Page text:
Thank you for helping me out with this question, Bluesabriel!
I’m working on an answer for you. Look out for my next two articles where Julia and Natalie go a little more in-depth on this subject.
I appreciate the comment!
My husband and I have a daughter (age 4), and part of the reason we left the DC area for Florida is because the schools in our area up north were one degree away from horrendous. The schools in Florida are incredibly hit or miss, and we did a lot of research on sites like GreatSchools and SchoolDigger before we moved. Overall, Seminole County has the best average of schools. While there are some better and worse, it is hard to find a bad school in Seminole County, although the area with the most buzz is Lake Mary. Orange County is a huge place, and so you’ve got exceptional schools and you’ve got miserable schools. What you’ll hear most often is people suggesting Winter Park, Dr. Phillips, and Windermere as the better areas and everything else going from okay to bad. Moving on to Osceola County, it can vary wildly. Celebration isn’t as awesome as it once was, but it still is good. When you get out towards areas like Poinciana, some of the schools decline in quality. Out towards Clermont, Lake County schools aren’t bad. The only area where I would avoid like the plague is Polk County. I have never heard anyone say anything positive about the schools down there, and their test scores show a certain….lack of quality.
There are a variety of magnet school programs in the counties, and private schools are available as well. One nice benefit down here that we found is that voluntary Pre-K is free. If you end up that the public school in your area that offers it is full, you get a voucher to send your child to private school for that year. We had our daughter in private school up north, and it was a massive savings to move down here with that. So far, the quality of education has also been exceptional.
There’s also a pretty decent online school (Virtual Public School) if you have the ability to work from home to keep an eye on your child, and there’s a large number of homeschooling groups out there.
In the end, it all comes down to doing some research. Because schools are desirable, expect to pay a bit more for housing to get into a community with a better school system, too.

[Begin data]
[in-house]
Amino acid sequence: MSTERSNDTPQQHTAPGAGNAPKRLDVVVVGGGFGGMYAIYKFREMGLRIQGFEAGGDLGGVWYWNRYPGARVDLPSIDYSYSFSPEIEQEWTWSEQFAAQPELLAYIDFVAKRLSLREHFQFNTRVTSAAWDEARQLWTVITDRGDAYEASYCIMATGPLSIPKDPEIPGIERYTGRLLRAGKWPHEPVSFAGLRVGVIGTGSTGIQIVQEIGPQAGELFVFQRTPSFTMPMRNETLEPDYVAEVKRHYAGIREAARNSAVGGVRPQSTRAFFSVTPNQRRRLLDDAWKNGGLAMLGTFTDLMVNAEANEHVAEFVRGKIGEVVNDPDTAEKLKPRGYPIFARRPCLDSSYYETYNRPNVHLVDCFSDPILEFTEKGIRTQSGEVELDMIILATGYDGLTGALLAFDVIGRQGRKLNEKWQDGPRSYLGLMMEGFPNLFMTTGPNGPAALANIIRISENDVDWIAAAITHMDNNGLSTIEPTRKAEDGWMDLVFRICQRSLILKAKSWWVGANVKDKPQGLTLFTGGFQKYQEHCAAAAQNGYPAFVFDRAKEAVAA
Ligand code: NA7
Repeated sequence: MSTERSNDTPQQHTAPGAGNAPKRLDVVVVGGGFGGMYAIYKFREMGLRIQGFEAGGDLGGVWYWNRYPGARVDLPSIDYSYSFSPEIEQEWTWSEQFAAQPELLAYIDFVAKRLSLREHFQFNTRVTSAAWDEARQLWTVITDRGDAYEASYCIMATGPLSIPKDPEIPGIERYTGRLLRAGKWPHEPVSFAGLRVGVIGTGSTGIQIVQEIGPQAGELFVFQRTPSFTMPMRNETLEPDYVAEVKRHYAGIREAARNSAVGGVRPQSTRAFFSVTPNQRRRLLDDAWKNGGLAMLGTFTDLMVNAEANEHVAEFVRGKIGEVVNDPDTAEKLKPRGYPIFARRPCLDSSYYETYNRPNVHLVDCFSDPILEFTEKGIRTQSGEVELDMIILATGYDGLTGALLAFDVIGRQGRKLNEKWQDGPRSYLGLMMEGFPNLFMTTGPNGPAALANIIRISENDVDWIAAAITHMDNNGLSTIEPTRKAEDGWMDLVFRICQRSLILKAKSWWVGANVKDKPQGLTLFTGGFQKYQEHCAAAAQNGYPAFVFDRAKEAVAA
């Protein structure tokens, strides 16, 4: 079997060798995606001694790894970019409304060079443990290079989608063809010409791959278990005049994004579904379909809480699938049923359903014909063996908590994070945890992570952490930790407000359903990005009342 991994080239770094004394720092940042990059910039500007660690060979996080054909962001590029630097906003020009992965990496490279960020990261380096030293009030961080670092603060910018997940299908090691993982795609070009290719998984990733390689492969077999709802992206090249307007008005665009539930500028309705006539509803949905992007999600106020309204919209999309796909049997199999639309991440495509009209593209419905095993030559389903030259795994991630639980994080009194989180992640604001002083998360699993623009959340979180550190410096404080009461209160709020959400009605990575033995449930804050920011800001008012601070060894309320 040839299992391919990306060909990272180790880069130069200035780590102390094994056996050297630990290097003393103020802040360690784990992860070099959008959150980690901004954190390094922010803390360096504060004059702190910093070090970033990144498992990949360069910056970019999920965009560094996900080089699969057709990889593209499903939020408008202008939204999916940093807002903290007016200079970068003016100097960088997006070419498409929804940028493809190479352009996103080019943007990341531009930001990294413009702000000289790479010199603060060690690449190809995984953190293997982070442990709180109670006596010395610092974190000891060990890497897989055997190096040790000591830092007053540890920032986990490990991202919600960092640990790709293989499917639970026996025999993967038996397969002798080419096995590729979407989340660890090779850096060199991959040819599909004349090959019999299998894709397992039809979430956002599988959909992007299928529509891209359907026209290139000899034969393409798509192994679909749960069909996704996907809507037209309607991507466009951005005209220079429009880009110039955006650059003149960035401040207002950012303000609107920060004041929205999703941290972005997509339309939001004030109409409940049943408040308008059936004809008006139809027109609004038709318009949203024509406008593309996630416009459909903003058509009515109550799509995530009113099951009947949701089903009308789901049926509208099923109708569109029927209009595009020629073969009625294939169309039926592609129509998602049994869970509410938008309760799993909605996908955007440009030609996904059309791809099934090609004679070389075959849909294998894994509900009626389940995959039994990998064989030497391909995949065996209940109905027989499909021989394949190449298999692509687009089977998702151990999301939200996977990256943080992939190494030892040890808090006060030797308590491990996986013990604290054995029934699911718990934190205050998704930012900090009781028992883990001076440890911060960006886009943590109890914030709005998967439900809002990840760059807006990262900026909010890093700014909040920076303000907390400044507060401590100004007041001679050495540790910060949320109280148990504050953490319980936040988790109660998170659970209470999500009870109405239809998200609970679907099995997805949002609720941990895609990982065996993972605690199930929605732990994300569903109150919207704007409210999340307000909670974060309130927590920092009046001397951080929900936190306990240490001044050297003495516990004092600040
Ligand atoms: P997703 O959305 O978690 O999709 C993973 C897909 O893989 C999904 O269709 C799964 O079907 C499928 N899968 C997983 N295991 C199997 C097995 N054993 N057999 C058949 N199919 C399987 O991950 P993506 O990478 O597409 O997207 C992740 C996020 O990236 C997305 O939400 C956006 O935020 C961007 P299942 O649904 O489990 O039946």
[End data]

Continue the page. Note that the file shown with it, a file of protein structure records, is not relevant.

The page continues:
For various reasons, I didn’t want to go into much detail with my answer, but this is an excellent summary and pretty much nails it.
I am curious as to which county in MD.
We have a ten-year-old and school districts have always been a priority for us.
But schools are hit-and-miss everywhere in the country, so it’s no different in Florida than anywhere else–you have to do your research and buy or rent into the very best school that you can.
I went to school for much of my education in Brevard County (the county to the east of Orlando) and had good experiences. I was even able to do dual enrollment starting in my junior year of high school and left high school with a year’s worth of college credits. No complaints here.
I hope that answers your question, Mountain8778.
I will put the answers above from Julia and Natalie in my next article to further help others who have the same question.
Thanks for your help ladies!
Angela, those replies are perfect! Much thanks to all who contributed replies! This gives us a great starting point. Hope I didn’t steal anyone’s thunder on article topics.
As someone who moved from the midwest to south Florida a few months ago some things are definitely different for us. We live about 2.5 hours south of Orlando. I was given the opportunity to transfer with my job and jumped at it. You are correct getting a car registered is a big expensive hassle- I spent a few hours at the DMV today and still didn’t accomplish the mission. I did however get my drivers license and now will be looking to purchase Fl. resident annual pass 😉
For me however, groceries are more expensive than what they were in Illinois (milk alone is $1 more per gallon) and gas is about 10 cents more per gallon. Insurance rates are about the same. The local sales tax rate here is lower and there is no sales tax on food. I appreciate the no state income tax. We are renting for now until our home sells and we can buy, rent here is considerably more than what our mortgage was for much less space.
The costs really depend on where you come from. Overall we are happy to live here and enjoy being warm when the rest of the country is freezing!
Thank you for sharing your own tips and info regarding a move to FL. As someone who is permanently settled in the Midwest, you provide an insight I could never give.
I appreciate you providing this information for other readers contemplating the same move!